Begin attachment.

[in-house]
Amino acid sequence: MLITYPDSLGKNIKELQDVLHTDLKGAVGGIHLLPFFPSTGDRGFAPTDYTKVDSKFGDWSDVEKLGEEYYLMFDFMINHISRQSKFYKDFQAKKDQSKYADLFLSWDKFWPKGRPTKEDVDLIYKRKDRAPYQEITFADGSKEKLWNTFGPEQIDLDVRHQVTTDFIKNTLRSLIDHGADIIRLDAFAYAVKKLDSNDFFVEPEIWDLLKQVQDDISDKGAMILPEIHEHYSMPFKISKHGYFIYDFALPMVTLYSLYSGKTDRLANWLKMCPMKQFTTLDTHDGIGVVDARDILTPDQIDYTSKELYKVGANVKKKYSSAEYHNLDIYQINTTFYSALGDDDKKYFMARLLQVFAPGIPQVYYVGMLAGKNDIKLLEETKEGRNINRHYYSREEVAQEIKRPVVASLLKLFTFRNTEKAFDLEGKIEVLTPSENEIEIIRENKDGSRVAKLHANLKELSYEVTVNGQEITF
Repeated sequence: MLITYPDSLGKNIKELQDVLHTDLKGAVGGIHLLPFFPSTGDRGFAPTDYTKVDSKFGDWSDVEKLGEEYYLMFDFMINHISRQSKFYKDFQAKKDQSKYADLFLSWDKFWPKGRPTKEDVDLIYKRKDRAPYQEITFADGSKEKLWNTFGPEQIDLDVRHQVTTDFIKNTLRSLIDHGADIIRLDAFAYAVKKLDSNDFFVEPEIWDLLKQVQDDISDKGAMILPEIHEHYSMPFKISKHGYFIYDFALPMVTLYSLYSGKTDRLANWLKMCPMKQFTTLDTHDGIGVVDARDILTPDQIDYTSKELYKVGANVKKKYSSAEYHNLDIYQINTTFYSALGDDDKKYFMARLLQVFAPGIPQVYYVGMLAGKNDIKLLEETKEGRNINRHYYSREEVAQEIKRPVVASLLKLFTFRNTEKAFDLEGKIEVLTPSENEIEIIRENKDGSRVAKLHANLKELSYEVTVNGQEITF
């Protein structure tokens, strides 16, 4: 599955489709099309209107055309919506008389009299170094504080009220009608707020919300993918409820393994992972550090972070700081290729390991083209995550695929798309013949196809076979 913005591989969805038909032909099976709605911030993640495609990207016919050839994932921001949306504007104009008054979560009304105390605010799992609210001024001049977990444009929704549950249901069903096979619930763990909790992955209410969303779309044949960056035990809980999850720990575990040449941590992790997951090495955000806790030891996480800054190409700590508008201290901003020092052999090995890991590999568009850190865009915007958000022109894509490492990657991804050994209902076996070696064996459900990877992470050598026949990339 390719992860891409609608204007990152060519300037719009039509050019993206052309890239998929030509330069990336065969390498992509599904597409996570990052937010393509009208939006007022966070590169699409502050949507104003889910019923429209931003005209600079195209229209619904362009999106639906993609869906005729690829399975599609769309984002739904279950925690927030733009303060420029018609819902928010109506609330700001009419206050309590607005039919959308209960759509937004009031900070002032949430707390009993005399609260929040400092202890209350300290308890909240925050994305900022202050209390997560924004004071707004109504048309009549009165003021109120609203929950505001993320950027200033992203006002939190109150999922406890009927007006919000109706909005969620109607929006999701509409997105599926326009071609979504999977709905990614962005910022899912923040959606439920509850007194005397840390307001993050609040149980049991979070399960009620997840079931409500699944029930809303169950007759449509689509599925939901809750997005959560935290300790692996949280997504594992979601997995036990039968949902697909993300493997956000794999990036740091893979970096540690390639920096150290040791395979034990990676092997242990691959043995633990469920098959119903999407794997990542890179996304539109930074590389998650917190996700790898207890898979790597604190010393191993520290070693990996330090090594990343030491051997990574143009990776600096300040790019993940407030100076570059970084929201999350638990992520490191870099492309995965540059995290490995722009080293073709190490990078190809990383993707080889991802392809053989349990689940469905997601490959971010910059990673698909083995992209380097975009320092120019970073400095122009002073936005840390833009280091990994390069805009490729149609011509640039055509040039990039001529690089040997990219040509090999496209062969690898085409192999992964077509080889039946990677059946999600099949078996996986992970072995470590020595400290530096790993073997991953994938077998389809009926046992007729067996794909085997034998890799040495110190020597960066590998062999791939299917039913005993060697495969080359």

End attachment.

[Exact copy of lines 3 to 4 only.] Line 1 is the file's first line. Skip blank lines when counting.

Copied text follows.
Repeated sequence: MLITYPDSLGKNIKELQDVLHTDLKGAVGGIHLLPFFPSTGDRGFAPTDYTKVDSKFGDWSDVEKLGEEYYLMFDFMINHISRQSKFYKDFQAKKDQSKYADLFLSWDKFWPKGRPTKEDVDLIYKRKDRAPYQEITFADGSKEKLWNTFGPEQIDLDVRHQVTTDFIKNTLRSLIDHGADIIRLDAFAYAVKKLDSNDFFVEPEIWDLLKQVQDDISDKGAMILPEIHEHYSMPFKISKHGYFIYDFALPMVTLYSLYSGKTDRLANWLKMCPMKQFTTLDTHDGIGVVDARDILTPDQIDYTSKELYKVGANVKKKYSSAEYHNLDIYQINTTFYSALGDDDKKYFMARLLQVFAPGIPQVYYVGMLAGKNDIKLLEETKEGRNINRHYYSREEVAQEIKRPVVASLLKLFTFRNTEKAFDLEGKIEVLTPSENEIEIIRENKDGSRVAKLHANLKELSYEVTVNGQEITF
């Protein structure tokens, strides 16, 4: 599955489709099309209107055309919506008389009299170094504080009220009608707020919300993918409820393994992972550090972070700081290729390991083209995550695929798309013949196809076979 913005591989969805038909032909099976709605911030993640495609990207016919050839994932921001949306504007104009008054979560009304105390605010799992609210001024001049977990444009929704549950249901069903096979619930763990909790992955209410969303779309044949960056035990809980999850720990575990040449941590992790997951090495955000806790030891996480800054190409700590508008201290901003020092052999090995890991590999568009850190865009915007958000022109894509490492990657991804050994209902076996070696064996459900990877992470050598026949990339 390719992860891409609608204007990152060519300037719009039509050019993206052309890239998929030509330069990336065969390498992509599904597409996570990052937010393509009208939006007022966070590169699409502050949507104003889910019923429209931003005209600079195209229209619904362009999106639906993609869906005729690829399975599609769309984002739904279950925690927030733009303060420029018609819902928010109506609330700001009419206050309590607005039919959308209960759509937004009031900070002032949430707390009993005399609260929040400092202890209350300290308890909240925050994305900022202050209390997560924004004071707004109504048309009549009165003021109120609203929950505001993320950027200033992203006002939190109150999922406890009927007006919000109706909005969620109607929006999701509409997105599926326009071609979504999977709905990614962005910022899912923040959606439920509850007194005397840390307001993050609040149980049991979070399960009620997840079931409500699944029930809303169950007759449509689509599925939901809750997005959560935290300790692996949280997504594992979601997995036990039968949902697909993300493997956000794999990036740091893979970096540690390639920096150290040791395979034990990676092997242990691959043995633990469920098959119903999407794997990542890179996304539109930074590389998650917190996700790898207890898979790597604190010393191993520290070693990996330090090594990343030491051997990574143009990776600096300040790019993940407030100076570059970084929201999350638990992520490191870099492309995965540059995290490995722009080293073709190490990078190809990383993707080889991802392809053989349990689940469905997601490959971010910059990673698909083995992209380097975009320092120019970073400095122009002073936005840390833009280091990994390069805009490729149609011509640039055509040039990039001529690089040997990219040509090999496209062969690898085409192999992964077509080889039946990677059946999600099949078996996986992970072995470590020595400290530096790993073997991953994938077998389809009926046992007729067996794909085997034998890799040495110190020597960066590998062999791939299917039913005993060697495969080359």